This plan is terrible for democracy. Central banks necessarily are institutions where significant power resides, and we are going to have in place a monetary policy where it is all but impossible for the layman to observe the massively consequential decisions of these ‘unelected technocrats’. The ECB will have a policy lever that is devilishly difficult to discern from the outside, and that is just going to make the politics of this situation so much more treacherous than it already is.
[Update: in a massive “D’oh” moment, even though it’s pretty unclear to me whether the structural deficit provision of the accord applies only to Eurozone countries or all signatories, obviously the BBC article I quoted completely contradicts my position. Overall the reports I’ve found are conflicting (really surprised how hard it is to get this straight), and I formed the argument in this post on the basis of an impression that the budget provisions would apply to all signatories, as this would explain why it would be controversial in the non-Eurozone countries such as Sweden and Denmark. I then somewhat unthinkingly pasted in the BBC version of events because, well, it was the BBC. If you can enlighten me as to the truth, please do.]
I’m not usually one for following the verbal sparring of parliamentary politics, because I value my sanity. I would like to point out that I was not motivated to write this in order to single out a particular side, but rather this is just something I happened to pick up on (and people who know me well will be aware of my near total contempt for almost every political party). Earlier this week, Leader of the Opposition Ed Miliband attacked Cameron for his veto of the proposed revisions to the Lisbon Treaty:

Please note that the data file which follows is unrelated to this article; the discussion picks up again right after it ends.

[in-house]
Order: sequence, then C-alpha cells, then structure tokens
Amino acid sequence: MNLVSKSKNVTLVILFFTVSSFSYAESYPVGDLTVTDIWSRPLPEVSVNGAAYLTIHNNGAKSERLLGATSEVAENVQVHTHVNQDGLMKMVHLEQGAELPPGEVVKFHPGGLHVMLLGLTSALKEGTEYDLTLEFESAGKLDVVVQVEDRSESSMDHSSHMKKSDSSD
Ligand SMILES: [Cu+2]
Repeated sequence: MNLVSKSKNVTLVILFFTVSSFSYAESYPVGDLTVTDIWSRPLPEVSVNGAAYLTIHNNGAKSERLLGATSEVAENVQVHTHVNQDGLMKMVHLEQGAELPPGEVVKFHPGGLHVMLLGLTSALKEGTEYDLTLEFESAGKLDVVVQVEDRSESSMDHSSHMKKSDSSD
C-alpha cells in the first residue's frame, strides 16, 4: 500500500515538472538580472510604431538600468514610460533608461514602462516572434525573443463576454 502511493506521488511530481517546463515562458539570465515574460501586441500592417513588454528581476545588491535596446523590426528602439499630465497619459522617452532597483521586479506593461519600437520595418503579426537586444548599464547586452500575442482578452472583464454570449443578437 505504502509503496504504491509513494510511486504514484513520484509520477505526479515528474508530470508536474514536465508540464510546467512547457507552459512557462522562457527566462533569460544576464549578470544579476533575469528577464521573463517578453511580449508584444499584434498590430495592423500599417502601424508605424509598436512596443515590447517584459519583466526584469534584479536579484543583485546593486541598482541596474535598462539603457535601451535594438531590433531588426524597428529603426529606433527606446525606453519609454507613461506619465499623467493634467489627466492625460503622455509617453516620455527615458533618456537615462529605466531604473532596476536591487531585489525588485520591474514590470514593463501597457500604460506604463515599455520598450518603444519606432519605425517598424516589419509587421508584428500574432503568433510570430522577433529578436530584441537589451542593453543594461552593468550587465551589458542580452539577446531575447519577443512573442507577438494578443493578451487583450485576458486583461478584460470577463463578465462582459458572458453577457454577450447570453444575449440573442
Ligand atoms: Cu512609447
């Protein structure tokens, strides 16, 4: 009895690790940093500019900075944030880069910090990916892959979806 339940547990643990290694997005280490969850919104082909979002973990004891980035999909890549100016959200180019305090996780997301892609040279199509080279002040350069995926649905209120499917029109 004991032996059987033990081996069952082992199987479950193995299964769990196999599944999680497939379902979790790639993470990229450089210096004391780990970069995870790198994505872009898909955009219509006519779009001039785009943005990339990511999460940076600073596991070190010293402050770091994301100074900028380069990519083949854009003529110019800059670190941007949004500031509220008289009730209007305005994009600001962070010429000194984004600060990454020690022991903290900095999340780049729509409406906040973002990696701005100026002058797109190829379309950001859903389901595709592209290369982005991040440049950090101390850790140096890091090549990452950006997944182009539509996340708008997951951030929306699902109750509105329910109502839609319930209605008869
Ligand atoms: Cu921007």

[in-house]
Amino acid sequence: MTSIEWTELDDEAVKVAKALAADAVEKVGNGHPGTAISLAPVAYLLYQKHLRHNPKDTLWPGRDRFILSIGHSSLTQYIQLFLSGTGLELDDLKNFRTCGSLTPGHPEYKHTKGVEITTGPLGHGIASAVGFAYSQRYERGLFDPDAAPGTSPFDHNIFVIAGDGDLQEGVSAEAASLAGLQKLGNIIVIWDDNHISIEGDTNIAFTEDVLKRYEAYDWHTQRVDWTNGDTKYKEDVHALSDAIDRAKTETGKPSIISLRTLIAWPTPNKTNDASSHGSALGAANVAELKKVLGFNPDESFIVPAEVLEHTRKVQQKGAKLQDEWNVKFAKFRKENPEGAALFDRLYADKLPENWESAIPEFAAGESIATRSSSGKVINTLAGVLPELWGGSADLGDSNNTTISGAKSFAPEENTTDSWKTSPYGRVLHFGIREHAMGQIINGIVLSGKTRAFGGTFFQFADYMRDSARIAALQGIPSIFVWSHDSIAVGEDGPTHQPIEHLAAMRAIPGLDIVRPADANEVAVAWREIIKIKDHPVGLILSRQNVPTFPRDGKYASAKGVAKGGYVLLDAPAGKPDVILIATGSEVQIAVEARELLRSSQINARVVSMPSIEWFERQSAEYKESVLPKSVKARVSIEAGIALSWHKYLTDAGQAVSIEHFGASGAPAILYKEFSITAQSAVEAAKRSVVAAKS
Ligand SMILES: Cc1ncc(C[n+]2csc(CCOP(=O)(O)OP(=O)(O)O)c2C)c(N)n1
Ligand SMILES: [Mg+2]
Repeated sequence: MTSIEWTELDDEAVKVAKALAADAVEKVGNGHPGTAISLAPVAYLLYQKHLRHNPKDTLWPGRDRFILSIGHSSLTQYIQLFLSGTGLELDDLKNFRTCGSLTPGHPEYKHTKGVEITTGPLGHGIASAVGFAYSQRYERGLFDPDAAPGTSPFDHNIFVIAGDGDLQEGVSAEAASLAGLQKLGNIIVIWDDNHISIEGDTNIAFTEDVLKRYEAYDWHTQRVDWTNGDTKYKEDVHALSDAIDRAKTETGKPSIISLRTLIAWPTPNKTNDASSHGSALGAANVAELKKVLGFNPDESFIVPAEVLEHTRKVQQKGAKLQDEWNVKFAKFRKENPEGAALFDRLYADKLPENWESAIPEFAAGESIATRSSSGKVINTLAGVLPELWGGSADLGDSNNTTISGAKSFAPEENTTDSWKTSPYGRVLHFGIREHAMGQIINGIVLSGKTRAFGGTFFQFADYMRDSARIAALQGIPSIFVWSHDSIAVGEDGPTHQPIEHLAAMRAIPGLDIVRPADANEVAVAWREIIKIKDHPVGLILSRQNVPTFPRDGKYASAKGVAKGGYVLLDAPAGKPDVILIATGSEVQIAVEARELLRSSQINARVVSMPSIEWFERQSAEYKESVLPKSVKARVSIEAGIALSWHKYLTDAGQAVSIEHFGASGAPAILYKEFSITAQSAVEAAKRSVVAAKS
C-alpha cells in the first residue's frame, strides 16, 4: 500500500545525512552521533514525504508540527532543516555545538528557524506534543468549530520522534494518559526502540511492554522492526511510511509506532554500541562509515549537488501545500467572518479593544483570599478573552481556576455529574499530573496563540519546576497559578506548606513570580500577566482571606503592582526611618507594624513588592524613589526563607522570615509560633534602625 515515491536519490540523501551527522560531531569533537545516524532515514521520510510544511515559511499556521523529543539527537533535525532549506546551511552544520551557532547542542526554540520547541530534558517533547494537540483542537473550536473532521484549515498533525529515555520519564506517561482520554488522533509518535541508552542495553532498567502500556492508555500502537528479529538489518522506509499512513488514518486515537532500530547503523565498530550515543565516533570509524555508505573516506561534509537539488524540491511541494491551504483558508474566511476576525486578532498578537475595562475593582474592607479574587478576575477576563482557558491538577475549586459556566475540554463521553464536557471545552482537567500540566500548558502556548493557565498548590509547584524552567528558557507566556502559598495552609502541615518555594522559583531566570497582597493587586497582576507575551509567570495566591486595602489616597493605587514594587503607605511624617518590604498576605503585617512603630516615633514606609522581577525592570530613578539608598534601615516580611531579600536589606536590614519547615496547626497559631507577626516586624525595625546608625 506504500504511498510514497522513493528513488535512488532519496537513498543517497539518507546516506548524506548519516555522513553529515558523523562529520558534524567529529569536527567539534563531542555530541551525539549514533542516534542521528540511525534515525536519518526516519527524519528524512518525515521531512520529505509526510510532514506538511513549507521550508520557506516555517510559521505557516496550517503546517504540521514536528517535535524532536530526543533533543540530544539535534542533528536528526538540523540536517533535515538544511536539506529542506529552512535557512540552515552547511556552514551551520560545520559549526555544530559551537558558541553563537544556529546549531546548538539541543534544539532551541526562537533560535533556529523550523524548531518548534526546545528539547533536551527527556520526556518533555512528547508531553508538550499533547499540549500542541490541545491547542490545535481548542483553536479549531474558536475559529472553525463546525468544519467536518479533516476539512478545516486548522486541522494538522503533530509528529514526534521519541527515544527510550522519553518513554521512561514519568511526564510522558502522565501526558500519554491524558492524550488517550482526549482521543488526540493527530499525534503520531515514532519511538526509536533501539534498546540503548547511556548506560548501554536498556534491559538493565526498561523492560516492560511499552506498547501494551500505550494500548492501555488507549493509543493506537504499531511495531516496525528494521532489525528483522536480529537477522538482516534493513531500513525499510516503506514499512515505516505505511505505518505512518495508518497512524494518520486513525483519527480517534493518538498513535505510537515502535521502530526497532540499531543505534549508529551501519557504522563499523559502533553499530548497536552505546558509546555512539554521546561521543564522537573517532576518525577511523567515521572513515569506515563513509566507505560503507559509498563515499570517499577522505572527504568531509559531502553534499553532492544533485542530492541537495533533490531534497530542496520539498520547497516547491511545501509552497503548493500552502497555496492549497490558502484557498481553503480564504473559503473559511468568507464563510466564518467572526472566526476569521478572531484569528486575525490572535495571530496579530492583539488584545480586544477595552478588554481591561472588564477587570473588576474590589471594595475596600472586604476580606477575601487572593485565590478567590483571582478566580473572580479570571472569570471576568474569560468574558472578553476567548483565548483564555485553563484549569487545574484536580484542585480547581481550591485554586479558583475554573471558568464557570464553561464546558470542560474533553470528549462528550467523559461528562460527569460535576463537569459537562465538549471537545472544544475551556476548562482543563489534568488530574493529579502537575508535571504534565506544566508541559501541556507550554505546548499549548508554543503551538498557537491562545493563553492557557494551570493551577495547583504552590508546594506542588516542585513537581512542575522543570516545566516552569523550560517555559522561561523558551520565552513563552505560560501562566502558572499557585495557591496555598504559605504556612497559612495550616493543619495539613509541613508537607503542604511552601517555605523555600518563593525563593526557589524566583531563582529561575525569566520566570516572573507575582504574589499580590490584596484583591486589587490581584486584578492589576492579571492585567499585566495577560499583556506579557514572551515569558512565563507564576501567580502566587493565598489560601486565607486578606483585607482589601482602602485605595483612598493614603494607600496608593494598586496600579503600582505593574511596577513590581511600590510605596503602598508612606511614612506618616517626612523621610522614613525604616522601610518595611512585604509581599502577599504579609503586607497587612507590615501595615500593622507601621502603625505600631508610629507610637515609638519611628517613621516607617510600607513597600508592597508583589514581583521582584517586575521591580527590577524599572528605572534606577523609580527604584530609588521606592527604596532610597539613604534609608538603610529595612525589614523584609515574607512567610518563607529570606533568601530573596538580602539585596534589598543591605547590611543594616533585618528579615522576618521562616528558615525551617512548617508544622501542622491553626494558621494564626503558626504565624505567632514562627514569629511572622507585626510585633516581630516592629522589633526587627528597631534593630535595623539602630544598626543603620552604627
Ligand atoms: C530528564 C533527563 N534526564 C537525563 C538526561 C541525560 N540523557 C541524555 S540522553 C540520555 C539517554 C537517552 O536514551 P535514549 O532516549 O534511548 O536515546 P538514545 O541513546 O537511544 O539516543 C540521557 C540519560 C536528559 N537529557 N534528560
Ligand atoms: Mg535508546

Here’s the truth: last week he [Cameron] made a catastrophic mistake
I would simply like to point out one of the provisions of the agreement
- a commitment to “balanced budgets” for eurozone countries- defined as a structural deficit no greater than 0.5% of gross domestic product – to be written into national constitutions (emphasis mine)
And compare it to something I found on the Labour Party’s website back from a couple of years ago
- we have set out clear plans to reduce the majority of the structural deficit over the course of the next Parliament – falling from 9% of GDP this year to 3.1% in 2014/5 (emphasis mine)
And then compare Ed Miliband just four weeks ago in anticipation of the Autumn budget statement , on the coalition government’s relatively aggressive deficit reduction plans
It will be the moment that we learn that the biggest economic gamble in a generation has catastrophically failed (emphasis mine)
I’m not saying Cameron wielded the veto for the right reasons – I simply don’t know the facts (although what I will say is that the big European countries have consistently shown that they will regulate in such a way as to coddle their larger and more leveraged universal banks). Furthermore, every other European leader has a huge political incentive to shift the blame onto someone else if they can. But if Miliband thinks Cameron should have gone along with the accord, then he’s saying that Britain* should enshrine in constitutional law(!) the very kind of deficit reduction requirements that he simultaneously believes to be so catastrophically dangerous.